Saudi committee calls for “harsh punitive measures” against man who insulted Muhammad
Writer and poet Hamza Kashghari is deemed an infidel and apostate. Malaysian police announce his arrest. Under Sharia, anyone who commits a “sacrilegious action” that may make him or her kafir should be given three days to repent, failing which the person is to be beheaded.
Riyadh (AsiaNews/Agencies) – Hamza Kashghari, a Saudi writer and poet arrested in Malaysia for a few remarks on Twitter about Muhammad, is an infidel and an apostate. His sacrilegious action deserve “harsh punitive measures”, warned Saudi Arabia’s Permanent Committee for Scholarly Research and Religious Edicts (IFTA). "Whoever dares make a mockery of Allah, the Prophet or the Holy Book undermines the religion and displays enmity toward it. It is the duty of the rulers to try such a criminal," the committee said.
The accusation against Hamza, 23, stem from a few remarks he posted on Twitter last week, birthday of the prophet Muhammad. “On your birthday,” he wrote, “I will say that I have loved the rebel in you, that you’ve always been a source of inspiration to me, and that I do not like the halos of divinity around you. I shall not pray for you.”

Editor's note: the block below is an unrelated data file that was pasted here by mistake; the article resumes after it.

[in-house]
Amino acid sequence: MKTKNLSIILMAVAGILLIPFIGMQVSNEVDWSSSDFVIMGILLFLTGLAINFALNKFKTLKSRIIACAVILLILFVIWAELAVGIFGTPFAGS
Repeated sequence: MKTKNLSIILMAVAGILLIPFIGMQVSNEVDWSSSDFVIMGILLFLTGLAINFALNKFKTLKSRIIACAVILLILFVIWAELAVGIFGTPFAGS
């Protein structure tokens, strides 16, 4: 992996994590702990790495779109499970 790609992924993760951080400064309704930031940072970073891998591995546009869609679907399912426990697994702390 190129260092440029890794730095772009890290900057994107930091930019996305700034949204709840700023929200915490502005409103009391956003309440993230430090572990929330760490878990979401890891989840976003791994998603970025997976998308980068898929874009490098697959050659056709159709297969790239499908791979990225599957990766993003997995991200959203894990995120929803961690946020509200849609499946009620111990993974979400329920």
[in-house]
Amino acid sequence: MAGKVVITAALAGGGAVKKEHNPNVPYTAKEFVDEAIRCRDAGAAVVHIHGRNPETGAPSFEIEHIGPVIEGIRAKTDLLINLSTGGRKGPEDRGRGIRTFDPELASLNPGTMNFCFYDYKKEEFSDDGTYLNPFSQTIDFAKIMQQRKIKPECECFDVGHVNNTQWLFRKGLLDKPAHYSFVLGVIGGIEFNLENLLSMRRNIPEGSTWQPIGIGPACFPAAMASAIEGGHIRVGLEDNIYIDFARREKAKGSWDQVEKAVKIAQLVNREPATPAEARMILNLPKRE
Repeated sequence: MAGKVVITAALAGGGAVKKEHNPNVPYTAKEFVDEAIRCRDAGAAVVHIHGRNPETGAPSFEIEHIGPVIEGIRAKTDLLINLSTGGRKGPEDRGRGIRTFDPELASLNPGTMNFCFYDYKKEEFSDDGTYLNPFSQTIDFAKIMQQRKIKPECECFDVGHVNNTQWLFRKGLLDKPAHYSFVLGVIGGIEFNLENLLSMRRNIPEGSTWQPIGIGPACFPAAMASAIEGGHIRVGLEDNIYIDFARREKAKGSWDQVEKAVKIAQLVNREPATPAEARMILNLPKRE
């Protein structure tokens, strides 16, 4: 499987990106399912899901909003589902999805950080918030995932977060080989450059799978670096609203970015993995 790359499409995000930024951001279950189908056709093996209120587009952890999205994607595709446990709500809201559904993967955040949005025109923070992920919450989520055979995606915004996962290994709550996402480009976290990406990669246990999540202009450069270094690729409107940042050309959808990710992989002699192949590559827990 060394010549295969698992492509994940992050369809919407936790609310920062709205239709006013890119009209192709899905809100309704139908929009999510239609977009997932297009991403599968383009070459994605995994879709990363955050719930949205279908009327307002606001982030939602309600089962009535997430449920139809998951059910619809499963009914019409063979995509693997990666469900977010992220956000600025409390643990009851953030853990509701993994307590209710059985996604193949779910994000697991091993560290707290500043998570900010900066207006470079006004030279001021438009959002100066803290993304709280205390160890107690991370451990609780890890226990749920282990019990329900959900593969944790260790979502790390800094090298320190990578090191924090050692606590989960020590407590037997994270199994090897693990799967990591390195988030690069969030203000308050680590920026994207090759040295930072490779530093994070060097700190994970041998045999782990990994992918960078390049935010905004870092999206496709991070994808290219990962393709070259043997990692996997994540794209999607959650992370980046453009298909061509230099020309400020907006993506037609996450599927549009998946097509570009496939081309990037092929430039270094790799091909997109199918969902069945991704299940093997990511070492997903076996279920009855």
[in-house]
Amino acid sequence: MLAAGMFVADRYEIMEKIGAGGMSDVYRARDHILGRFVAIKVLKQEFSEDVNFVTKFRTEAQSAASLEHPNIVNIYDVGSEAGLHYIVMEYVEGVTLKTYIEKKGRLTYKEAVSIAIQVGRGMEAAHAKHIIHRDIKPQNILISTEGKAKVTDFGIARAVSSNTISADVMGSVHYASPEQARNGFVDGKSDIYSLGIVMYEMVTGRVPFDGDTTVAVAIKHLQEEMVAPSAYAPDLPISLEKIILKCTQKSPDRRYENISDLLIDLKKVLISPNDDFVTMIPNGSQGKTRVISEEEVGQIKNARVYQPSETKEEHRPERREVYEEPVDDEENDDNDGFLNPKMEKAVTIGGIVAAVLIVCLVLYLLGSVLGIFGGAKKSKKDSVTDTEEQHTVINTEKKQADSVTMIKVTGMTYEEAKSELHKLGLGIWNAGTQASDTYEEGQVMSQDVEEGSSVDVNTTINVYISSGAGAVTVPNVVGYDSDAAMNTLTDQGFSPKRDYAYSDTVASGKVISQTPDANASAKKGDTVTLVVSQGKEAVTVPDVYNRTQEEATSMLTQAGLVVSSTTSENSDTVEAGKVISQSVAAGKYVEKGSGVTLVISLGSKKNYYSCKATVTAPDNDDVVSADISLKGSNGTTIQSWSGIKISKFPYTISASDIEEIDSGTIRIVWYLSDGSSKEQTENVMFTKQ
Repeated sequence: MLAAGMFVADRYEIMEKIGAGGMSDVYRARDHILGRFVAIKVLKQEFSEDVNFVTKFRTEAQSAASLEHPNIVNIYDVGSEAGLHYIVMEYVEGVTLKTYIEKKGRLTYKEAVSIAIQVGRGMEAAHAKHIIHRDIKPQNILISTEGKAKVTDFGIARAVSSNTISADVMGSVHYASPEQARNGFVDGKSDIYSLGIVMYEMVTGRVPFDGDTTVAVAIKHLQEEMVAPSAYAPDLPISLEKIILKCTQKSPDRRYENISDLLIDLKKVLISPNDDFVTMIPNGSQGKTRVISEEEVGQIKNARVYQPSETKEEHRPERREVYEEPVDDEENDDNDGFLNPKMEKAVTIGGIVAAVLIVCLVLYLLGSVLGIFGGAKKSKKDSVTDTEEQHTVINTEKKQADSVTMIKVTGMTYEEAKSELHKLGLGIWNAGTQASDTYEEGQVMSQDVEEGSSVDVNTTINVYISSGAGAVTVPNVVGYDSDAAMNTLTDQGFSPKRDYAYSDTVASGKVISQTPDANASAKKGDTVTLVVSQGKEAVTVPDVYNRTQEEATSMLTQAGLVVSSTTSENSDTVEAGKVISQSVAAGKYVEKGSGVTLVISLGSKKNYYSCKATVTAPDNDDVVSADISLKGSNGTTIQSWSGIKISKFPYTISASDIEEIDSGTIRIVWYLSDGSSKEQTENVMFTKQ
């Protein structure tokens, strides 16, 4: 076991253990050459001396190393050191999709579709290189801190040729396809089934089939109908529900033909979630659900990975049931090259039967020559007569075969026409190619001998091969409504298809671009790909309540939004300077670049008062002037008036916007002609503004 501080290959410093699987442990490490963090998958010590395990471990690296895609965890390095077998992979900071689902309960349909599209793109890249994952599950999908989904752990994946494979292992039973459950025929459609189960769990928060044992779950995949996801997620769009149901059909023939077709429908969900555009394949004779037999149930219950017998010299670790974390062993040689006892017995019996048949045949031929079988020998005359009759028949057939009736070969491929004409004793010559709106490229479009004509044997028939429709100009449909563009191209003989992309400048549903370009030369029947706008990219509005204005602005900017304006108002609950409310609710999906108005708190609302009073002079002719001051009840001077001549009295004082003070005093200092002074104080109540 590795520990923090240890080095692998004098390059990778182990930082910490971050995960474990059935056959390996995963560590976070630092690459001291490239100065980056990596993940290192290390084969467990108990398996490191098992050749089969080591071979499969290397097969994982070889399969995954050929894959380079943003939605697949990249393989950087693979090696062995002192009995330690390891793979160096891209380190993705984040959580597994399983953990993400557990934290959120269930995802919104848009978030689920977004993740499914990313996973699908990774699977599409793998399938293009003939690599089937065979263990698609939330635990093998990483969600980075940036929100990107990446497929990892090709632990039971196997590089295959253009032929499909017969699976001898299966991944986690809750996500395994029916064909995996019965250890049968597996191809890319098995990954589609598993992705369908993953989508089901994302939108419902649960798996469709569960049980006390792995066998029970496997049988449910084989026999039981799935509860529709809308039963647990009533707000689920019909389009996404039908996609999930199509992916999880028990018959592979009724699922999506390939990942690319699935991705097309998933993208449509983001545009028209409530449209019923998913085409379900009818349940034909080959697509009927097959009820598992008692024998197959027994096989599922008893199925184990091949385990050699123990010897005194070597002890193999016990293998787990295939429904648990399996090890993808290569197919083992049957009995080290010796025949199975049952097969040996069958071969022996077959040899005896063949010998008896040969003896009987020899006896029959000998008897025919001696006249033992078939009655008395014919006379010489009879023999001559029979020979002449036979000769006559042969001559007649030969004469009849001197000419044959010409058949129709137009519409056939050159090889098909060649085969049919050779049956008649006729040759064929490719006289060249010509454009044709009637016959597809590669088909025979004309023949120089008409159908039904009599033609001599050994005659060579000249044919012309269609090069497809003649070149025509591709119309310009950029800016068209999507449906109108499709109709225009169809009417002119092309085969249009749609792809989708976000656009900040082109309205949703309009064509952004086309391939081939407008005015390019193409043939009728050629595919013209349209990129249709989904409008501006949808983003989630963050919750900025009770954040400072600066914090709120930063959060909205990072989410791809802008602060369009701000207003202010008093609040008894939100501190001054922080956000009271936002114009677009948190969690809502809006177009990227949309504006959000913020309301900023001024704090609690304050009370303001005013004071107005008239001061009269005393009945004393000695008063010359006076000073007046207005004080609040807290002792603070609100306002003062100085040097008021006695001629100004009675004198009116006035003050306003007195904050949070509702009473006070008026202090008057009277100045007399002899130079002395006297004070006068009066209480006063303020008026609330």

“On your birthday,” he added, “I find you wherever I turn. I will say that I have loved aspects of you, hated others, and could not understand many more. I shall not bow to you. I shall not kiss your hand. Rather, I shall shake it as equals do, and smile at you as you smile at me. I shall speak to you as a friend, no more.”
In one day, his comment generated 30,000 responses, many accusing him of blasphemy or calling for his death. Even though he removed the offending tweet, and apologised asking for forgiveness, the flood did not stop. Someone posted his address on YouTube, and vigilantes from a nearby mosque went looking for him.
The information minister banned all newspapers from publishing anything written by him, and the Council of Elders issued a rare statement of condemnation and harsh request that he be put on trial. King Abdullah himself issued the arrest order.
Two days ago, the young man tried to leave the country, but he was arrested by Malaysian police. “Kashgari was detained at the airport upon arrival following a request made to us by Interpol after the Saudi authorities applied for it," a police spokesman said.
Malaysia and Saudi Arabia do not have a formal extradition treaty. However, an official with the Malaysian Home Ministry who asked to remain unidentified said Kashgari could be extradited under other bilateral security agreements.
Under Sharia (Islamic law), anyone who commits sacrilegious actions that may make him or her kafir should be given three days to repent, failing which the person is to be beheaded.